Don't confuse this with the likes of the Adidas Avenue A (a subscription box). Under Armour's HealthBox is more like a bundled service holding multiple high tech fitness products by the brand, all of which sync together to give you a great experience.
An activity tracking wrist band, a chest-strap heart rate monitor, and a wireless weighing scale connect to the app to provide you consolidated information about your fitness levels, dietary requirements, sleep cycles and performance zone. This goodie box is made in collaboration with HTC, and comes at a discounted price of $400—a lot cheaper than if each product was bought separately.
Sounds awesome, right? Well, we've been reading all about it since it was first launched to find out if the "world’s first connected fitness box" where everything in it is "engineered to make you better" is truly worth it.
The UA Band & Heart Rate Monitor
We will begin with the activity tracker—the UA Band. If you want to buy it separately, you’ll have to shell out a steep $180. You could alternately buy a FitBit (a rather reliable activity tracker) for about $150. What’s more, while the design resembles the Nike+ FuelBand, when it comes to performance, consensus has it that it falls short. The UA Band has optical heart rate sensors that record your resting heart rate instead of your active heart rate. A big downer, don't you think?
Moreover, users have reported that the band has trouble with accuracy. There were discrepancies in the number of steps clocked and the distance walked/run when compared to their phone’s built-in pedometer.
While the band charges super fast (in less than 30 minutes we’re told) and can last for about five days on a single recharge, generally speaking, the UA Band has been rated mediocre at best.
Weighing In The Scale's Problem
Now, the wireless scale by HTC is definitely a fun gadget to own considering it is a connected scale that knows your body composition and recognizes you when you step on it (it will greet you by name). However, the scale, like the UA band, was inconsistent which was a huge disappointment. This one could be another $180 liability. In the scheme of things where today high-tech connected scales tell you your BMI and how much weight you need to lose as they monitor your progress, the HTC scale fell way short and was rife with inaccuracies.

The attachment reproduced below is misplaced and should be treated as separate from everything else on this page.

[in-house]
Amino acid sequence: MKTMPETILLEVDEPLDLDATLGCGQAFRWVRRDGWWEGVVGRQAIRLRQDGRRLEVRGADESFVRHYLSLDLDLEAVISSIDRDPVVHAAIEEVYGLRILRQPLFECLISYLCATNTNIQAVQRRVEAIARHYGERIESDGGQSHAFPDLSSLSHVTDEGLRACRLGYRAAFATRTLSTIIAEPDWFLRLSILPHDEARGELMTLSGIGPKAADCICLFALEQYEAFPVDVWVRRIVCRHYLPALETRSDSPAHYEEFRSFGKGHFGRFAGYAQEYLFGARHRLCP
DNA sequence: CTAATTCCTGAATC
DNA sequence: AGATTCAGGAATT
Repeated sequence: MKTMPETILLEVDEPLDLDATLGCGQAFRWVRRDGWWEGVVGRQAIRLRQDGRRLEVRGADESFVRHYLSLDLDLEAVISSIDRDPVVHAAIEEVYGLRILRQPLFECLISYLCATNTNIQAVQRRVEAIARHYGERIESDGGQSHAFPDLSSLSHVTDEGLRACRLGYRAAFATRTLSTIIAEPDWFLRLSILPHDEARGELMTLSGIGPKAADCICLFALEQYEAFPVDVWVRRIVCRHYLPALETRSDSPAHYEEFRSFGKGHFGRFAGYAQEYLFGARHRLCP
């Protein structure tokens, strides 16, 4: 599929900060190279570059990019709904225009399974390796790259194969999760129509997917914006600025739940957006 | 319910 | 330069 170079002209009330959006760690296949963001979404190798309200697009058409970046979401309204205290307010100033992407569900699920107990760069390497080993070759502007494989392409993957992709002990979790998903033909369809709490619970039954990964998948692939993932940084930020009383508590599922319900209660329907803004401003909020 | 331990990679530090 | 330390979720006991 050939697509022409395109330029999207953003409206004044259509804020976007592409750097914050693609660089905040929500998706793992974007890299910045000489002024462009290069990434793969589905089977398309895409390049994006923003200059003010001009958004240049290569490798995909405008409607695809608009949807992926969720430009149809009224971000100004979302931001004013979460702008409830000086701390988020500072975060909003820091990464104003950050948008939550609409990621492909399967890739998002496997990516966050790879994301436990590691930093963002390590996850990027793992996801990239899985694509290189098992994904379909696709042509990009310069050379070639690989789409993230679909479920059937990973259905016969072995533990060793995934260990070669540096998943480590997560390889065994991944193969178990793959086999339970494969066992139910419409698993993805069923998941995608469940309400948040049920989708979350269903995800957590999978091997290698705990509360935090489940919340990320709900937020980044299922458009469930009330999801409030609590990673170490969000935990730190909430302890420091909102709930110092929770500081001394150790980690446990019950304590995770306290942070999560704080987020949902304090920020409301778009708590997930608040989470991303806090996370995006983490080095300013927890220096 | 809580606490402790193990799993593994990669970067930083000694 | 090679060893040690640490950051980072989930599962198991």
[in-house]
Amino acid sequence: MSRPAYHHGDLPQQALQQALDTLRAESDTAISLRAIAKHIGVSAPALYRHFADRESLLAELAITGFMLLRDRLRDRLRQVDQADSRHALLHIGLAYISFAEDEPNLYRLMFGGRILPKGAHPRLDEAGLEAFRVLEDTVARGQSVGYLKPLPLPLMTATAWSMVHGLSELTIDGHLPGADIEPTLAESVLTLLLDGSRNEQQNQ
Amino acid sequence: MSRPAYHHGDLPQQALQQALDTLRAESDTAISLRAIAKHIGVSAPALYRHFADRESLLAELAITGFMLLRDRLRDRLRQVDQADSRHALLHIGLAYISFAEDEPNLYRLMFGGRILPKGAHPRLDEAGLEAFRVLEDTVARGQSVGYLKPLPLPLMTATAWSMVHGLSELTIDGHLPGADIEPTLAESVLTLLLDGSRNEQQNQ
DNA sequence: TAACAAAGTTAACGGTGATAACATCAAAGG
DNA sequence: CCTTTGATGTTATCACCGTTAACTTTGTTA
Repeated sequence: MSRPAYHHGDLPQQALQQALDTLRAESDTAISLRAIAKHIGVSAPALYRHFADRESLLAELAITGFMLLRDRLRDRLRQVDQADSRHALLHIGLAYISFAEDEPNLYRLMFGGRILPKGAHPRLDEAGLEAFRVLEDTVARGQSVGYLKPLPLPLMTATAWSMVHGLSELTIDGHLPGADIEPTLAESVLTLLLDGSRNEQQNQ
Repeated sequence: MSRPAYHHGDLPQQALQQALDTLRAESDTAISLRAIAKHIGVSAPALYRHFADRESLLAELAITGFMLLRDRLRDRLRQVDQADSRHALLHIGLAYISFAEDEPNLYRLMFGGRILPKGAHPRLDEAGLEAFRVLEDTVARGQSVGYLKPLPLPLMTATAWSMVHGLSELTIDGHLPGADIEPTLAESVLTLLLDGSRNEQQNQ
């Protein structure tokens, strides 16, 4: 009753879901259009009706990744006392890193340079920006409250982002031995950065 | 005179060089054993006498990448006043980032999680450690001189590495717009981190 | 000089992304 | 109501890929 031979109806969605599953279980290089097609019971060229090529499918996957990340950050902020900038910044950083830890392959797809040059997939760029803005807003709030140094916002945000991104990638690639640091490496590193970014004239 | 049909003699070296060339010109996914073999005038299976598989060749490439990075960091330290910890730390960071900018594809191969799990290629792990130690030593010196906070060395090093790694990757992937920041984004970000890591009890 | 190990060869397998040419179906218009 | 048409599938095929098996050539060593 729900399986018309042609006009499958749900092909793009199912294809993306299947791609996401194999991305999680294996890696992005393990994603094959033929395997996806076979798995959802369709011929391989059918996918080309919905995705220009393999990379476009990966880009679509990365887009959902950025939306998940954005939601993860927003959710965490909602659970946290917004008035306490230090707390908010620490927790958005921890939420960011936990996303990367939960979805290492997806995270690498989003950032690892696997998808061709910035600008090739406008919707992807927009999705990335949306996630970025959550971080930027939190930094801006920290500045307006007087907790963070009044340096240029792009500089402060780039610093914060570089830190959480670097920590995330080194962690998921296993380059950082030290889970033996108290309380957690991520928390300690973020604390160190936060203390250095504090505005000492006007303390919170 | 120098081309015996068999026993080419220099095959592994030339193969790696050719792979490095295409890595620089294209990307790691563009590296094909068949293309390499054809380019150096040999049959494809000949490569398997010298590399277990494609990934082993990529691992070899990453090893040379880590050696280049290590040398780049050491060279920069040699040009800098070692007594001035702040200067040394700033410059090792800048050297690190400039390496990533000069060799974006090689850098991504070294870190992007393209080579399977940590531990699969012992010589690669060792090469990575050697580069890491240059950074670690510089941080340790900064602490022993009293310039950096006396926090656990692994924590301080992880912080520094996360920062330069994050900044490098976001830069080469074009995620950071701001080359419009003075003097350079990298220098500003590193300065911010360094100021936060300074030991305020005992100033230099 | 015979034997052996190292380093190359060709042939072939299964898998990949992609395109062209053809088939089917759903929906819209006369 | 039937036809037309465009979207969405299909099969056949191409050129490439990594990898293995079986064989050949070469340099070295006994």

It didn’t correctly register weight, with the initial weigh-in displaying higher than usual. However, on the second or third try, it seemed to be on point.
Considering the scale sends a record of your weight to the app, having the wrong number in the log would just be frustrating.
Speaking Of The App
It seems the app is the only saving grace as it computes and logs all the information you need and provides you a customized feed to suit your preferences. Supported by UA's MyFitnessPal Calorie Counter and MapMyRun (and Google Fit, too), the only resounding problem that was reported was the painstaking effort to sync all devices to the app when you first start using the box. It's all automated on Bluetooth and Wi-Fi from the next time around.
While the goodies in the box didn't quite match other devices available in the market, the HealthBox products' ability to sync with other UA Record devices interested some folks.
Take the Speedform Gemini 2 sneakers, for example. Built with technology that wirelessly syncs with your running app, the extremely comfortable shoes are perhaps the only thing you can count on for accuracy as they record your stride, steps and force of impact. At $130, the shoes are definitely not cheap, but they're totally worth the investment.
Interestingly, if you chose to go running without any tracking devices on hand, your activity would be monitored by the shoe's built-in microchip sensor anyways—so technically, they don't need anything from the HealthBox to do their job.
Also, the UA Wireless Headphones (at a steep $180) can be paired with the band and the phone to set the tempo of your run; in case you're still interested.
If you’re looking for a comprehensive analysis of your fitness progress, you may want to wait it out until a new and improved version arrives. Alternatively, you can carefully curate your own fitness box using select gadgets across brands, and it might just cost you a whole lot less than $400.
As one disappointed customer says, "I want to love this [but] the scale took forever to set up and doesn't give the most accurate body fat count but it is a great scale. 5 stars for the app and the heart rate band. But the Under Armour band itself is where the biggest problem lies."
Reviews via TheVerge.com, PocketLint.com, Wareable.com, CNet.com, PCMag.com
Images Via Instagram/Under Armour